There has to be a better way to finance election campaigns.
The relief I felt after the just-concluded midterm election reflected two realities: the predicted Red wave failed to materialize, and I got my email inbox back. (Mostly.) I know I was not the only person being inundated with dire warnings, announcements of a three or four time fundraising “match,” and breathlessly reported one percent polling spreads–usually featuring bright colors and huge headlines.
And all–all!–asking for money.
I don’t know who those insistent, repetitive emails were supposed to persuade. They sure didn’t make me want to send them any money. (In some cases, they made me regret the small amounts I had contributed.)
When Howard Dean first demonstrated that the internet could be employed to encourage small donations, I was thrilled. When Obama raised zillions of dollars in small increments, I thought the days of depending on political fat cats was over. Since no candidate could be “bought” for these small contributions, I counted this as a win for democracy.
It turns out to be more complicated than that.
Small dollar fundraising did indeed reduce political reliance on the “usual suspects”–the big money donors. But. (You knew there was a “but,” didn’t you?) This approach to fundraising has produced different–but equally troubling– negative consequences, and those negatives go far beyond the annoying assaults on our inboxes.
The conservative strategist, Tim Miller, explained the problem: when McCain-Feingold banned unlimited, unregulated contributions from corporations, unions, and individuals, the fundraising focus turned to internet campaigns aimed at small donors. That created some very perverse incentives.
I think that there were some nice sentiments about wanting to get corruption out of the system, limit the amount of money that bigger donors can give to candidates. But in doing so, campaigns weren’t going to decide to start spending less money. So they had to come up with other means in which to raise money. And it created a couple of scourges.
One, it just made fundraising the central activity for most politicians. And a lot of their time is spent around fundraising. I think that there are some pernicious side effects to that.
But it also created some negative incentives. I think one of them that I get into in the article is that what we saw very quickly, beginning with Joe Wilson, when he shouted, you lie, at Barack Obama during a joint address to Congress and then realized that he could raise a ton of money. Within 12 days, he raised more money sending out appeals to all the conservative lists he could buy than he’d raised in his entire campaign before that. Very quickly, then, there were a lot of imitators who realized that all of a sudden, they could raise big gloms of cash by being obnoxious and shouting things about the people they hate.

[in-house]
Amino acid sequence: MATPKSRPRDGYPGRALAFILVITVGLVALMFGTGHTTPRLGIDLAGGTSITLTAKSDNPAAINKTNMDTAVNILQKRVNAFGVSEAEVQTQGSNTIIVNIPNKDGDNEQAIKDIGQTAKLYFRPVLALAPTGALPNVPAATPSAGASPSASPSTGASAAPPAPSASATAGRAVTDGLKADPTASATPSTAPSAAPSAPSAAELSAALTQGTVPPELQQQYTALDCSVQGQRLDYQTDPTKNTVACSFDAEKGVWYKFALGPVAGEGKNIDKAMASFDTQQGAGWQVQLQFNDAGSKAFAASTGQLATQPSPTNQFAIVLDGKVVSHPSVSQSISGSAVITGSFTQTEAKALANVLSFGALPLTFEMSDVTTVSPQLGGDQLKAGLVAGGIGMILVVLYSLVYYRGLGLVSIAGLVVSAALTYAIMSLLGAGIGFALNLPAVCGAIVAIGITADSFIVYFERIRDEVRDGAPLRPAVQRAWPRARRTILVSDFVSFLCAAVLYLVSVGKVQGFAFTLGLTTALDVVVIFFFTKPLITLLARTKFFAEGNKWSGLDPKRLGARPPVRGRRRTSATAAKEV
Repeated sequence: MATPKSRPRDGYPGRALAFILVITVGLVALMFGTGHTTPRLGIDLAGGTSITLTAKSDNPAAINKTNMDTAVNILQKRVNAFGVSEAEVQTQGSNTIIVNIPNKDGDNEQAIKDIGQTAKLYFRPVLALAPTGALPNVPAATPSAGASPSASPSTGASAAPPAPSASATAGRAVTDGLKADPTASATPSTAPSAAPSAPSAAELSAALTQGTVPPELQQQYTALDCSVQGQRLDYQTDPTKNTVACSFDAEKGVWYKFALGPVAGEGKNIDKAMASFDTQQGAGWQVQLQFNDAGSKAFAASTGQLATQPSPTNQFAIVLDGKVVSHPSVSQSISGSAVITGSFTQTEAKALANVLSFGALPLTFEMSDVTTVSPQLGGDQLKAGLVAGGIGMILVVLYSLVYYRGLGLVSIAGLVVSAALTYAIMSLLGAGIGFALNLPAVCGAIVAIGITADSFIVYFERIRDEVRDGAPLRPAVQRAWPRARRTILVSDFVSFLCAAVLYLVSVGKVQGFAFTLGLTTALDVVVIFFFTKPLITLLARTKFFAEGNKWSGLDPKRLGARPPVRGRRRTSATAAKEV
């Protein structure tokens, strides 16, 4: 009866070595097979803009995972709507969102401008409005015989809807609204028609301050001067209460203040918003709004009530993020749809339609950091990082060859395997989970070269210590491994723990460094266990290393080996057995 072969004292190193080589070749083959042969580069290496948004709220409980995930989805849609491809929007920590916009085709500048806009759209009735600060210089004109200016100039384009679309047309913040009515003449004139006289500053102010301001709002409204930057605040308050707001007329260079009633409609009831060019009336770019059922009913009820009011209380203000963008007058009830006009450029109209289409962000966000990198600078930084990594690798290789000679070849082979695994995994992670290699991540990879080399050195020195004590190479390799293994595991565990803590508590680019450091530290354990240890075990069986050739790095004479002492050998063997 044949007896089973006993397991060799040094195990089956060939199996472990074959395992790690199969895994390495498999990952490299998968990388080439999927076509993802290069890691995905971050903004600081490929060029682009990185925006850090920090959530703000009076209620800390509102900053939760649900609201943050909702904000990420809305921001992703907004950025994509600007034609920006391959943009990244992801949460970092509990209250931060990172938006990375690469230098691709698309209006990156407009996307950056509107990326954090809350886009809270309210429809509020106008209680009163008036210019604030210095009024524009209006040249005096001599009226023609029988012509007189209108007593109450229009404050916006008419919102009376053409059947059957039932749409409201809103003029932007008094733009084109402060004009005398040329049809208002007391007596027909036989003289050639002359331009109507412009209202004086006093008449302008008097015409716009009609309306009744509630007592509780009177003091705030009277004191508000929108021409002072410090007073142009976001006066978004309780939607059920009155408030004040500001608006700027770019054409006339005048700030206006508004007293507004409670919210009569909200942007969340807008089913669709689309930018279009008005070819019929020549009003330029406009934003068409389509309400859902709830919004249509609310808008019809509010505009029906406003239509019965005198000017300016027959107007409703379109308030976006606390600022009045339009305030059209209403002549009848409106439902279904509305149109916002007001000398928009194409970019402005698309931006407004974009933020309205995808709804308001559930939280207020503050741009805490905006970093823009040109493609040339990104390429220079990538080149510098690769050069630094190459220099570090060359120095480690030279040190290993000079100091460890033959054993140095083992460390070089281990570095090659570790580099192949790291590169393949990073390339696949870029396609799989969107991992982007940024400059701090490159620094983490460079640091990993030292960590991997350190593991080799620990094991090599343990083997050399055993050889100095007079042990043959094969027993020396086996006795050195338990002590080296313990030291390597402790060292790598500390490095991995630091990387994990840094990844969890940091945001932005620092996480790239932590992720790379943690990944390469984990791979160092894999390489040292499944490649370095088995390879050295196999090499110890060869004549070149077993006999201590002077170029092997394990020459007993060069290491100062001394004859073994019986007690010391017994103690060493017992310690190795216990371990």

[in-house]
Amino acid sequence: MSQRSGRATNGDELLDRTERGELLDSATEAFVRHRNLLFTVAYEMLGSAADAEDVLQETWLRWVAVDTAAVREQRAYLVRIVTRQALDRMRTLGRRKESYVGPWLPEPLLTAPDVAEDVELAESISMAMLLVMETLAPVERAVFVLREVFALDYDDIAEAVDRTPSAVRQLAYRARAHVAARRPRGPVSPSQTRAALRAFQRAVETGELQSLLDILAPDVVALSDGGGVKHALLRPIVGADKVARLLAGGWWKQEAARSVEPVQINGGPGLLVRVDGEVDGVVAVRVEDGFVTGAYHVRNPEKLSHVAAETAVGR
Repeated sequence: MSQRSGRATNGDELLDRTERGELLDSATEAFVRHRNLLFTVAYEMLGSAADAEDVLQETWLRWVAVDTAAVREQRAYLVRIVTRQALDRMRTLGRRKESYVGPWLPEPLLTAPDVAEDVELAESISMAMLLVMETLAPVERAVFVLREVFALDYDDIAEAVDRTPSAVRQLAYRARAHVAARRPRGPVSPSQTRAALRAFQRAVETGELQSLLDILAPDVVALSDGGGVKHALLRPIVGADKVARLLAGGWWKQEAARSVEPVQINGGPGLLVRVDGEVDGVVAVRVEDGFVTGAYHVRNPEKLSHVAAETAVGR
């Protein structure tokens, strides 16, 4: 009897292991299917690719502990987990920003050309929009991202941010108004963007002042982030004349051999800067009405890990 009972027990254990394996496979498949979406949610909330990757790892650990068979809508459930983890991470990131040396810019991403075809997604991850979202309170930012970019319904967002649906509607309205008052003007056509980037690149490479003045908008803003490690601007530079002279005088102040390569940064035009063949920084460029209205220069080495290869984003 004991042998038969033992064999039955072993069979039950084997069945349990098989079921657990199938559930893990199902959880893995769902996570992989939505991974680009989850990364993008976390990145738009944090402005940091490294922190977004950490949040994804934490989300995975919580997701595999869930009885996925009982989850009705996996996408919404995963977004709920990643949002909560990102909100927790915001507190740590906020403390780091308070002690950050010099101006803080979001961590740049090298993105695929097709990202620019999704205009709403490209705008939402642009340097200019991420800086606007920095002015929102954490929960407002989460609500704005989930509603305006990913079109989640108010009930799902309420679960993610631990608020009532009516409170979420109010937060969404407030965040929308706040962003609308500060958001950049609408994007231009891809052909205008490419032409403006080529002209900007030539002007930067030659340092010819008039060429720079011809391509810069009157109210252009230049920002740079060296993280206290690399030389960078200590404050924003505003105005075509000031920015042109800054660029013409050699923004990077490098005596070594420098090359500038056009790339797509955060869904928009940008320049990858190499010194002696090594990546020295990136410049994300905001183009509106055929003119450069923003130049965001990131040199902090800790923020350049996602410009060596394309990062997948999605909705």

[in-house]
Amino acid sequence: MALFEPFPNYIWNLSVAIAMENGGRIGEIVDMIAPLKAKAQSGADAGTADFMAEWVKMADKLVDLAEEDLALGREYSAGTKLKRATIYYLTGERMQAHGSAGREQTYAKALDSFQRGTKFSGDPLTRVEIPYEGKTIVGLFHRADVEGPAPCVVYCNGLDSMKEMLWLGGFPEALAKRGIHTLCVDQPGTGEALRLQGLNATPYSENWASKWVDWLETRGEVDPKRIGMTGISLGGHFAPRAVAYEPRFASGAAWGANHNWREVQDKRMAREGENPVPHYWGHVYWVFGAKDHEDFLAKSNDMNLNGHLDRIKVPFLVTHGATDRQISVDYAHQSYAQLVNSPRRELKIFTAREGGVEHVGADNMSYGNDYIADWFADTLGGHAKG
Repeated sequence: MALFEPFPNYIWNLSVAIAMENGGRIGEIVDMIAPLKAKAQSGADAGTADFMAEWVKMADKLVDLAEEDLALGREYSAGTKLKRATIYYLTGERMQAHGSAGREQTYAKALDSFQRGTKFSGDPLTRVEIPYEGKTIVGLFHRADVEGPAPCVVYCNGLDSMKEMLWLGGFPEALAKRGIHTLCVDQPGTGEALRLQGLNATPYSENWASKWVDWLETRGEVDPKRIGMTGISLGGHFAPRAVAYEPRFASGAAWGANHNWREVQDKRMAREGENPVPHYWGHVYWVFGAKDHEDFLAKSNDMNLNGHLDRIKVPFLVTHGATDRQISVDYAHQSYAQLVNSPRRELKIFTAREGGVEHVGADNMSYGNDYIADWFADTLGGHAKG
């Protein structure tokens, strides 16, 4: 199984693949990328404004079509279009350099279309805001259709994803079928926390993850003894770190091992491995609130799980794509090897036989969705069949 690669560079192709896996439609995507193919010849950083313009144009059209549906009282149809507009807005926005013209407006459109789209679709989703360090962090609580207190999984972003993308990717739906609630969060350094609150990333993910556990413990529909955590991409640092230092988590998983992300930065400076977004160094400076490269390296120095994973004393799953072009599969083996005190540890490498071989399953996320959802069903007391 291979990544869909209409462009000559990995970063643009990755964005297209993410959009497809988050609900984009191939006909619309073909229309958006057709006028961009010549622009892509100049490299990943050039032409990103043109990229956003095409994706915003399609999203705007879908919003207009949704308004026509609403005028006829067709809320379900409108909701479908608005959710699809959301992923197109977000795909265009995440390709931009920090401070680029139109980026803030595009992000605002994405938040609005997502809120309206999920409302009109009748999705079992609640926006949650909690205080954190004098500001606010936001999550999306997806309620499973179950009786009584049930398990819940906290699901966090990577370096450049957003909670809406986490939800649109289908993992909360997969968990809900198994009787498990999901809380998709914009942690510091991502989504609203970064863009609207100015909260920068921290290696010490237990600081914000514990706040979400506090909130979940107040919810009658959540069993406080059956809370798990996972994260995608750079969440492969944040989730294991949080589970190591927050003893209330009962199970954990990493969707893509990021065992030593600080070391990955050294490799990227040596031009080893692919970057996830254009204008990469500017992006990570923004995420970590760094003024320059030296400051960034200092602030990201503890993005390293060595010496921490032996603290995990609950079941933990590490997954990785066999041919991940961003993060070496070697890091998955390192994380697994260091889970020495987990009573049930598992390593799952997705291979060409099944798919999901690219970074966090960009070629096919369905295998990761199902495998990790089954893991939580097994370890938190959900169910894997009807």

And I think that as a result of the decreased power, maybe the well-intentioned decreased power of bigger givers, politicians were then incentivized to do everything they could to get small-dollar money.
And usually — not entirely — that has tended to be saying things that are inflammatory, doing things that are going to get people to retweet you and post you on Facebook, spreading conspiracies, spreading mistruths. And so it has created just a different type of grift and a different type of corruption rather than the old company X gives you 20 grand in the hopes that you kill amendment Y.
When we decry contemporary political polarization, we need to recognize the part played by internet fundraising. As Miller pointed out, lunatics like Marjorie Taylor Greene have become massively successful fundraisers by saying insane things, followed by “an email about how the left wants to cancel her.”
The liberal strategist, Micah Sifry, agreed.
I think the problem is that we have a unhealed wound in this country that dates back to the Civil War and that we have had recurring cycles where opportunistic politicians decide to feed on the prejudices and on the warped beliefs of people who think that this was supposed to always be a white Christian country, and then use that to power their political careers.
The internet now enables some people like Marjorie Taylor Greene to self-finance, as it were, because she doesn’t have to worry if every Fortune 500 company in the country decides to stop donating money to her. So I think that there’s a deeper problem, which is, why do we have 30 percent of the population that wants this insanity and will fund politicians who give it to them?